sucker tank/ dc centrifuge (the holy grail)

Collecting, filtering and dewatering of WVO SVO vegetable oil. For Biodiesel producers too.

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sucker tank/ dc centrifuge (the holy grail)

Postby mcbg » Mon Mar 23, 2009 8:18 pm

For onboard filtration and to save the space of a 55 gal drum for the centrifuge. Would a horizontal propane tank bolted in the bed of the truck be ok for the CF, or would it have to be standing?
Any problems that keep this combo from becoming more than a dream?
Electricity would be from generator.
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Postby coachgeo » Tue Mar 24, 2009 12:43 am

my understanding is you have to have a way for the steam, air born water vapor etc. to escape. That is why Sun promotes an open top drum. You see the CF's like the Diesel craft are not "true" centrifuges.. they use two prinicples to dewater; CFing and Evaporation, where a "true" CF uses only one... gravity by spinning AKA CFing. That had me confused for a while too. I thought they were true CF's

You need air flow to move the evaporated water away from the oil so it does not settle right back down into it. Thus the open drum. There might be other ways to catch the water evaporated into the air but air flow is simple.

Im with you on holey grail!!! On here somewhere is a thread where me and Sun discussed how to create this airflow in a semi closed system. I had proposed useing a closed top bucket with holes N,S, E, W, creating a 4 sided tube to have the CF mounted north and dumps out into... droping straight out the South bottom of the 4way would be clean oil into the tank while the horizontal (East and West) section had air flow (fan?) to push water vapor out. Sun suggested a fat 4 way pipe.. which I didn't know they made.
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Re: sucker tank/ dc centrifuge (the holy grail)

Postby SunWizard » Tue Mar 24, 2009 8:37 am

mcbg wrote:Would a horizontal propane tank bolted in the bed of the truck be ok for the CF, or would it have to be standing?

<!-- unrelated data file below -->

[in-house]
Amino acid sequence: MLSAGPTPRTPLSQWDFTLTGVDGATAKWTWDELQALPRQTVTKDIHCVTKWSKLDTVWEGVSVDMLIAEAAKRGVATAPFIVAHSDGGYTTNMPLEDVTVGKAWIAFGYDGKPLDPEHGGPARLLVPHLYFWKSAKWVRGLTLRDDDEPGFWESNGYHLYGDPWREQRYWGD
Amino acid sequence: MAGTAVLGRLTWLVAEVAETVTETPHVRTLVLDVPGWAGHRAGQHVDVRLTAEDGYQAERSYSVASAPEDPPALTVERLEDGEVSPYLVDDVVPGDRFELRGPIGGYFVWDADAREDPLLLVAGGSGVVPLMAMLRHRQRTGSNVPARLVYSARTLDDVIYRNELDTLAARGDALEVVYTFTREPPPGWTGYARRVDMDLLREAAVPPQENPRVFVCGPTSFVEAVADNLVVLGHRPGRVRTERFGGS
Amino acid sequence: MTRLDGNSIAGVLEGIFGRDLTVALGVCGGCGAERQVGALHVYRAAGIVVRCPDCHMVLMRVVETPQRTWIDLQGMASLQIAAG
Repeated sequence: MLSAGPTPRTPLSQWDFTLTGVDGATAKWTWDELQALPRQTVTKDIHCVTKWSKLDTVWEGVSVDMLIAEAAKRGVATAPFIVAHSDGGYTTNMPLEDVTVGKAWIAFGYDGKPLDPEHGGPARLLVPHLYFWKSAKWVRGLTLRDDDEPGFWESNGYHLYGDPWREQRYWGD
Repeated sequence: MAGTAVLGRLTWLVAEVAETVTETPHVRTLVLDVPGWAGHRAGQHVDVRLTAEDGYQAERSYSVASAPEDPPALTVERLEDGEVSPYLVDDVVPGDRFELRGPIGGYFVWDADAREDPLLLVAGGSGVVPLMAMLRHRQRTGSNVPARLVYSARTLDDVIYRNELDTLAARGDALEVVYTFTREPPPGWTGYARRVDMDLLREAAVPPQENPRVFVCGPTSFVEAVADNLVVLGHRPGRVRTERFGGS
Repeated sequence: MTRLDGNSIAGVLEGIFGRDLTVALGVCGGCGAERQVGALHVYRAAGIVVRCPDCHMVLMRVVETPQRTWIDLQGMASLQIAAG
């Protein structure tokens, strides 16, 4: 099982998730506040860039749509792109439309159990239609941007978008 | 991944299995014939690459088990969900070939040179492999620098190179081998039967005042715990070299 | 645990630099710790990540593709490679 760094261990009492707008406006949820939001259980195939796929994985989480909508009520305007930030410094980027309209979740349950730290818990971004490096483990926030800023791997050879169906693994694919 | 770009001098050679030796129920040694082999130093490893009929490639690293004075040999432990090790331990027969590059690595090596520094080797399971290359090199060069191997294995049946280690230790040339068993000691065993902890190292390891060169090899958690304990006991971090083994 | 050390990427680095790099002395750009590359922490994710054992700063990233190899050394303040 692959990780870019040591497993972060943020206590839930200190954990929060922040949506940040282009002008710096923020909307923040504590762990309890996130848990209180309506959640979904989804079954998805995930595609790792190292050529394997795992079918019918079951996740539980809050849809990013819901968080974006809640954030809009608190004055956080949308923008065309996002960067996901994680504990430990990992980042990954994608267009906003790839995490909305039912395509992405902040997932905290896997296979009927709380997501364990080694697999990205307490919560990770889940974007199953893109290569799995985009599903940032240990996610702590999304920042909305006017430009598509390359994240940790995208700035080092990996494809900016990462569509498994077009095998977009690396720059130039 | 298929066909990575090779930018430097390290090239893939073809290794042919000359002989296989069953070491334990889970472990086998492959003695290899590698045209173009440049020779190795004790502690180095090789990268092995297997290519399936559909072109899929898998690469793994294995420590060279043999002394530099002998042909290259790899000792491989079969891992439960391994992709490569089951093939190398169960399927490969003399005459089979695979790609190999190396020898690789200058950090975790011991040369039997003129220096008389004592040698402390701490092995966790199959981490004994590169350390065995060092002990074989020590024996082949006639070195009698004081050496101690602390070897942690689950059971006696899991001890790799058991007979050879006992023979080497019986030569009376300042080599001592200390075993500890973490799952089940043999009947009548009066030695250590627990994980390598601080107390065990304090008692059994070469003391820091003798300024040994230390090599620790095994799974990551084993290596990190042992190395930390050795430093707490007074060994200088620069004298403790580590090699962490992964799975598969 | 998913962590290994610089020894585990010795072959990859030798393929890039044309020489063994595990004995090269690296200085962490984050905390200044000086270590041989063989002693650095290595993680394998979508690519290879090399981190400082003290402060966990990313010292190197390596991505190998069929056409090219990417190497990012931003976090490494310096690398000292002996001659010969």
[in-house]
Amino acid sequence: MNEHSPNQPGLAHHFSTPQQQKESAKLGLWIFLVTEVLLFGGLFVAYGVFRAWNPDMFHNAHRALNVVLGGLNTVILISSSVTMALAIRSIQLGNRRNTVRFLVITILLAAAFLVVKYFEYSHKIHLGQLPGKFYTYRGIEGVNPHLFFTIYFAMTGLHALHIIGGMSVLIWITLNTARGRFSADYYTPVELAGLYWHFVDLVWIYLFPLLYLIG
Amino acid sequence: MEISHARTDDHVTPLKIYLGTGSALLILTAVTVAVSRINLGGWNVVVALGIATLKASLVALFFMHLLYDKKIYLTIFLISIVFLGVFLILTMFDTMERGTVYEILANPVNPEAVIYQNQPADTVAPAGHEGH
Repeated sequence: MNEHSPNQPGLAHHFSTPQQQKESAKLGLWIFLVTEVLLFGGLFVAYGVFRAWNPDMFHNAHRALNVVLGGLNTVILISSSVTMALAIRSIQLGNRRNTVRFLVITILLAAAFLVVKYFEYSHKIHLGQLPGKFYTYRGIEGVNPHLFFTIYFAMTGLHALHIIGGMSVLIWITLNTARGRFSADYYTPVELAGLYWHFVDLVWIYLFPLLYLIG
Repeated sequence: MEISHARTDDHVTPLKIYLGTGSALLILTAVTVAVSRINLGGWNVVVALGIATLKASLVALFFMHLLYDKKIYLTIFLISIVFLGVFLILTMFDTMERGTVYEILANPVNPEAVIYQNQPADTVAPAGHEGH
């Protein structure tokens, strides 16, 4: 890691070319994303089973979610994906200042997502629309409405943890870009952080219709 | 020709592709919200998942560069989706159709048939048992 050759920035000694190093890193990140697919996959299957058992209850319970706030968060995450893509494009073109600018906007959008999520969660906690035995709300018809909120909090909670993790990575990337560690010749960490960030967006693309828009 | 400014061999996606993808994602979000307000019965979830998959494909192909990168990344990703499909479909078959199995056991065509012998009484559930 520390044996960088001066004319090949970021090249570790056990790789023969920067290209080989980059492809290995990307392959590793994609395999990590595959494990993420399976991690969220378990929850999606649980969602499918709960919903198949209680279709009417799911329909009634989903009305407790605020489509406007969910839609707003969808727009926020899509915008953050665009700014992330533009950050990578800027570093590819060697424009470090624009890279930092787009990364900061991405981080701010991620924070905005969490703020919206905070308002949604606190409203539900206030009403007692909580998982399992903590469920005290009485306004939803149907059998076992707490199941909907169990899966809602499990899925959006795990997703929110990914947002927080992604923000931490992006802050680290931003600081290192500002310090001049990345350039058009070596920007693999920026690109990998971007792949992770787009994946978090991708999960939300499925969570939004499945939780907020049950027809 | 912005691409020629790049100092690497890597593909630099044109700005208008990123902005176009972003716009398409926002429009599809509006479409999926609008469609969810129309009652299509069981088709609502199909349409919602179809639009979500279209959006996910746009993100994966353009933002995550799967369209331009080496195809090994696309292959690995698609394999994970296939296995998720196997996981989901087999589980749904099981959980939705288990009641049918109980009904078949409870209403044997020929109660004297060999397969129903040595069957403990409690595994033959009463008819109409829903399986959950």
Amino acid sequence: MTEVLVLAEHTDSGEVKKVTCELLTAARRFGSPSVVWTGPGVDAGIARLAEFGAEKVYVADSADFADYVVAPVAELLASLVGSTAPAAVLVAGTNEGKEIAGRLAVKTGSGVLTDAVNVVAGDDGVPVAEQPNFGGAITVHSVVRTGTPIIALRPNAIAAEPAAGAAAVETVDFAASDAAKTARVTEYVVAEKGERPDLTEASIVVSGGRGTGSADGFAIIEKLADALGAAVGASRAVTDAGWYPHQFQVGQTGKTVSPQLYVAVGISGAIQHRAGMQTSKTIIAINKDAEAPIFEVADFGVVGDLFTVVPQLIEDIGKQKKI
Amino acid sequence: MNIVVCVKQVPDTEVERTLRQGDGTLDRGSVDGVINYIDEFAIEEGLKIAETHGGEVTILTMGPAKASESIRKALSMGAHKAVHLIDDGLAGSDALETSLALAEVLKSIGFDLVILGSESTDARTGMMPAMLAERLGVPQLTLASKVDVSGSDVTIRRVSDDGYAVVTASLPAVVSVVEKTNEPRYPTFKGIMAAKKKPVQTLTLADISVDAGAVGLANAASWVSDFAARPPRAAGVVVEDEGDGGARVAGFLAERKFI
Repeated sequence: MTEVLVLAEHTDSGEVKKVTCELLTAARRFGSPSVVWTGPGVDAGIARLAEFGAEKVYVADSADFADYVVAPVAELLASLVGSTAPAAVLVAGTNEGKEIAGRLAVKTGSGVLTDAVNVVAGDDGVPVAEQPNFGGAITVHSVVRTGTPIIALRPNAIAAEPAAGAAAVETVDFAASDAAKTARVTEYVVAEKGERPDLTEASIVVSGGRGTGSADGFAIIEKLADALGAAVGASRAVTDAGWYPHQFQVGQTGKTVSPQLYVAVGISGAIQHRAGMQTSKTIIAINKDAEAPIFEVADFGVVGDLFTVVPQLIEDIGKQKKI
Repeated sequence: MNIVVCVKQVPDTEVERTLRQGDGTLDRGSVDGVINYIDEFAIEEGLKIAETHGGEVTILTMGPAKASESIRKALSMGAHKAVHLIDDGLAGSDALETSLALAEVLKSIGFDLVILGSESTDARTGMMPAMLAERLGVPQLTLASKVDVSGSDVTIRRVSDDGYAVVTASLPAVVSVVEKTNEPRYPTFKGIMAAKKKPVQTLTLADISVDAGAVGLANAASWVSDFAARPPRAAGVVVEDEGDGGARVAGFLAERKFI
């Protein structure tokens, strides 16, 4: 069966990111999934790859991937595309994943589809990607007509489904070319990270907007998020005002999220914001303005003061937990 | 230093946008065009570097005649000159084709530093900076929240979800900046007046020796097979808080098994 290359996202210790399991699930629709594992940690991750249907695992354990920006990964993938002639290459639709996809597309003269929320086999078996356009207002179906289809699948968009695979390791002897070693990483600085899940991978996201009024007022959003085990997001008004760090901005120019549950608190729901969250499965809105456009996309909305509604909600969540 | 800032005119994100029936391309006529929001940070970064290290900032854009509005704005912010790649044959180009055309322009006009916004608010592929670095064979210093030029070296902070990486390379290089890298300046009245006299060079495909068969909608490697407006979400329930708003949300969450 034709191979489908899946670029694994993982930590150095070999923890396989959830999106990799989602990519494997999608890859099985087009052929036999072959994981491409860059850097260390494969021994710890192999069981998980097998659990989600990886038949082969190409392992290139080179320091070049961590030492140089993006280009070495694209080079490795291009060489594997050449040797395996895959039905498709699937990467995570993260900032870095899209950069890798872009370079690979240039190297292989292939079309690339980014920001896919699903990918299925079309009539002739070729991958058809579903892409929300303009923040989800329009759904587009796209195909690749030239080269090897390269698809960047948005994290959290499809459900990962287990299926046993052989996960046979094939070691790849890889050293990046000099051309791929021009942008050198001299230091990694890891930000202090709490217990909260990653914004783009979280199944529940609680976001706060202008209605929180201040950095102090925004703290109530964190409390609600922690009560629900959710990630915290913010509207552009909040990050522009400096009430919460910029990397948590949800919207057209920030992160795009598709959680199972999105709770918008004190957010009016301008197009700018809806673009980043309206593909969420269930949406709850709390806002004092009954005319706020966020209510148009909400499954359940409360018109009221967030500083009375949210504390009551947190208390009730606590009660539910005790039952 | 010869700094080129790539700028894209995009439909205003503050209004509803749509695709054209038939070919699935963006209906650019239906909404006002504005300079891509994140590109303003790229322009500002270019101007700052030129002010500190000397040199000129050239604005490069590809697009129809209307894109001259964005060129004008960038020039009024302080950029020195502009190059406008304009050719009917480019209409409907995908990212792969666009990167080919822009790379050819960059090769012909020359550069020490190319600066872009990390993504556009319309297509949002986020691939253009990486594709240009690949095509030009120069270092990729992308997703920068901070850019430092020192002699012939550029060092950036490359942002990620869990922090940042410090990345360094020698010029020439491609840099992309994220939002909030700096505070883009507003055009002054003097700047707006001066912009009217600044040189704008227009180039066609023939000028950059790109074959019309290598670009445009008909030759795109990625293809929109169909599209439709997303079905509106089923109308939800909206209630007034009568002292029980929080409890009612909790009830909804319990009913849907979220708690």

Yes. As coachgeo says, you need a way for air to flow across the bottom of the CF, and a cross fitting is one way.
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Re: sucker tank/ dc centrifuge (the holy grail)

Postby mcbg » Thu Apr 02, 2009 10:55 am

SunWizard wrote:
mcbg wrote:Would a horizontal propane tank bolted in the bed of the truck be ok for the CF, or would it have to be standing?

Yes. As coachgeo says, you need a way for air to flow across the bottom of the CF, and a cross fitting is one way.


would the cross fitting keep the elements(rain, dust) out?
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Re: sucker tank/ dc centrifuge (the holy grail)

Postby SunWizard » Thu Apr 02, 2009 11:50 am

mcbg wrote:would the cross fitting keep the elements(rain, dust) out?

Rain would be easy to keep out by how you orient the pipes going into the fitting. Dust would be hard to keep out since you would need to put air filters on any air flowing through it.

The easy solution to all the issues is to run the CF while stopped, as I have run mine for years as described in the CF thread here.
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Postby coachgeo » Fri Apr 03, 2009 7:33 pm

automotiv air filter and good fan ....... sounds plausible to me, not that my thinking is worth much.